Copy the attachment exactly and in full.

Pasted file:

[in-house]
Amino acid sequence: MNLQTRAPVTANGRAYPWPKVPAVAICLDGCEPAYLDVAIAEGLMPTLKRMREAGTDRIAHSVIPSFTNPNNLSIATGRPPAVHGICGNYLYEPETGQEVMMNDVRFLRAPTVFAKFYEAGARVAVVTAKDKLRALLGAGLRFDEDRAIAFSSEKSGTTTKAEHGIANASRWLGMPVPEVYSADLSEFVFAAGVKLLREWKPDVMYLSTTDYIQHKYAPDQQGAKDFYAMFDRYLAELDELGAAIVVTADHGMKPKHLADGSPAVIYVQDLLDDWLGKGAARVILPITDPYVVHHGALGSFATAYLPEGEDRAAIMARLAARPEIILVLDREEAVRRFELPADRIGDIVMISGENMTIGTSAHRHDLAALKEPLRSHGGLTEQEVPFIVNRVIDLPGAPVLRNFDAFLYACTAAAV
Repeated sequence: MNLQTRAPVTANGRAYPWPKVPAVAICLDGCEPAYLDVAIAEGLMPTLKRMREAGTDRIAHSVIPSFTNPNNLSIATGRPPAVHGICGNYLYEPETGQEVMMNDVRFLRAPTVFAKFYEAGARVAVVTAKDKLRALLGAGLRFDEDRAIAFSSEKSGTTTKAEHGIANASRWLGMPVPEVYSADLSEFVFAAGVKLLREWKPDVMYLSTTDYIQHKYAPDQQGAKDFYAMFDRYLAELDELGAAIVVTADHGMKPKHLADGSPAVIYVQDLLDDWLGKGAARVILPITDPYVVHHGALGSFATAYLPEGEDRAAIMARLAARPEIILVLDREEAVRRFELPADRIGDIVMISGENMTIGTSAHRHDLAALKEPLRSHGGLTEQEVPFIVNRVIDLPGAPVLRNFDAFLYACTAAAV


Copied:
[in-house]
Amino acid sequence: MNLQTRAPVTANGRAYPWPKVPAVAICLDGCEPAYLDVAIAEGLMPTLKRMREAGTDRIAHSVIPSFTNPNNLSIATGRPPAVHGICGNYLYEPETGQEVMMNDVRFLRAPTVFAKFYEAGARVAVVTAKDKLRALLGAGLRFDEDRAIAFSSEKSGTTTKAEHGIANASRWLGMPVPEVYSADLSEFVFAAGVKLLREWKPDVMYLSTTDYIQHKYAPDQQGAKDFYAMFDRYLAELDELGAAIVVTADHGMKPKHLADGSPAVIYVQDLLDDWLGKGAARVILPITDPYVVHHGALGSFATAYLPEGEDRAAIMARLAARPEIILVLDREEAVRRFELPADRIGDIVMISGENMTIGTSAHRHDLAALKEPLRSHGGLTEQEVPFIVNRVIDLPGAPVLRNFDAFLYACTAAAV
Repeated sequence: MNLQTRAPVTANGRAYPWPKVPAVAICLDGCEPAYLDVAIAEGLMPTLKRMREAGTDRIAHSVIPSFTNPNNLSIATGRPPAVHGICGNYLYEPETGQEVMMNDVRFLRAPTVFAKFYEAGARVAVVTAKDKLRALLGAGLRFDEDRAIAFSSEKSGTTTKAEHGIANASRWLGMPVPEVYSADLSEFVFAAGVKLLREWKPDVMYLSTTDYIQHKYAPDQQGAKDFYAMFDRYLAELDELGAAIVVTADHGMKPKHLADGSPAVIYVQDLLDDWLGKGAARVILPITDPYVVHHGALGSFATAYLPEGEDRAAIMARLAARPEIILVLDREEAVRRFELPADRIGDIVMISGENMTIGTSAHRHDLAALKEPLRSHGGLTEQEVPFIVNRVIDLPGAPVLRNFDAFLYACTAAAV